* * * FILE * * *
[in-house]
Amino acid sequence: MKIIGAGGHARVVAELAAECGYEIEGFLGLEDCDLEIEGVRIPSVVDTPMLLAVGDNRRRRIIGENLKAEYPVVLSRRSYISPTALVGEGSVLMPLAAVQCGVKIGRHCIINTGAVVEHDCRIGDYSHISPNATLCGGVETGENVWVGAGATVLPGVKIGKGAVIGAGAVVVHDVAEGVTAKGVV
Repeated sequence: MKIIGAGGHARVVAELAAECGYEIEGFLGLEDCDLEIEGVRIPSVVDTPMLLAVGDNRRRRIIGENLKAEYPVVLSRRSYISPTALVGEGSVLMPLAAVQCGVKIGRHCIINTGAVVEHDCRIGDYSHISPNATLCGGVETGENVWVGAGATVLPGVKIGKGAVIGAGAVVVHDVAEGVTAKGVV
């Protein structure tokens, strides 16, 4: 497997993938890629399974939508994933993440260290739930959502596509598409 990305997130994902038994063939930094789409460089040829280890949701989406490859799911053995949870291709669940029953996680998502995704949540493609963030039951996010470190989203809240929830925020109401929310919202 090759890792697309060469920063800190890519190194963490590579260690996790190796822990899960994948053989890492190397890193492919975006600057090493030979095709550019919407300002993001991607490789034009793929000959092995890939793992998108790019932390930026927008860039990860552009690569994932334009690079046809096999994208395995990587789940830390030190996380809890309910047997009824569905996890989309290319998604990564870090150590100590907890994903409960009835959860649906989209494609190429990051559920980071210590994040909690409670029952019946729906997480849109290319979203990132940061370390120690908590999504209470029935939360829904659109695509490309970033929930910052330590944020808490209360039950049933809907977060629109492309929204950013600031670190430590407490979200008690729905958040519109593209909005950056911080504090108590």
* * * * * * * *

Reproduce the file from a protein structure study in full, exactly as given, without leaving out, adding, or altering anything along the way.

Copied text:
[in-house]
Amino acid sequence: MKIIGAGGHARVVAELAAECGYEIEGFLGLEDCDLEIEGVRIPSVVDTPMLLAVGDNRRRRIIGENLKAEYPVVLSRRSYISPTALVGEGSVLMPLAAVQCGVKIGRHCIINTGAVVEHDCRIGDYSHISPNATLCGGVETGENVWVGAGATVLPGVKIGKGAVIGAGAVVVHDVAEGVTAKGVV
Repeated sequence: MKIIGAGGHARVVAELAAECGYEIEGFLGLEDCDLEIEGVRIPSVVDTPMLLAVGDNRRRRIIGENLKAEYPVVLSRRSYISPTALVGEGSVLMPLAAVQCGVKIGRHCIINTGAVVEHDCRIGDYSHISPNATLCGGVETGENVWVGAGATVLPGVKIGKGAVIGAGAVVVHDVAEGVTAKGVV
């Protein structure tokens, strides 16, 4: 497997993938890629399974939508994933993440260290739930959502596509598409 990305997130994902038994063939930094789409460089040829280890949701989406490859799911053995949870291709669940029953996680998502995704949540493609963030039951996010470190989203809240929830925020109401929310919202 090759890792697309060469920063800190890519190194963490590579260690996790190796822990899960994948053989890492190397890193492919975006600057090493030979095709550019919407300002993001991607490789034009793929000959092995890939793992998108790019932390930026927008860039990860552009690569994932334009690079046809096999994208395995990587789940830390030190996380809890309910047997009824569905996890989309290319998604990564870090150590100590907890994903409960009835959860649906989209494609190429990051559920980071210590994040909690409670029952019946729906997480849109290319979203990132940061370390120690908590999504209470029935939360829904659109695509490309970033929930910052330590944020808490209360039950049933809907977060629109492309929204950013600031670190430590407490979200008690729905958040519109593209909005950056911080504090108590």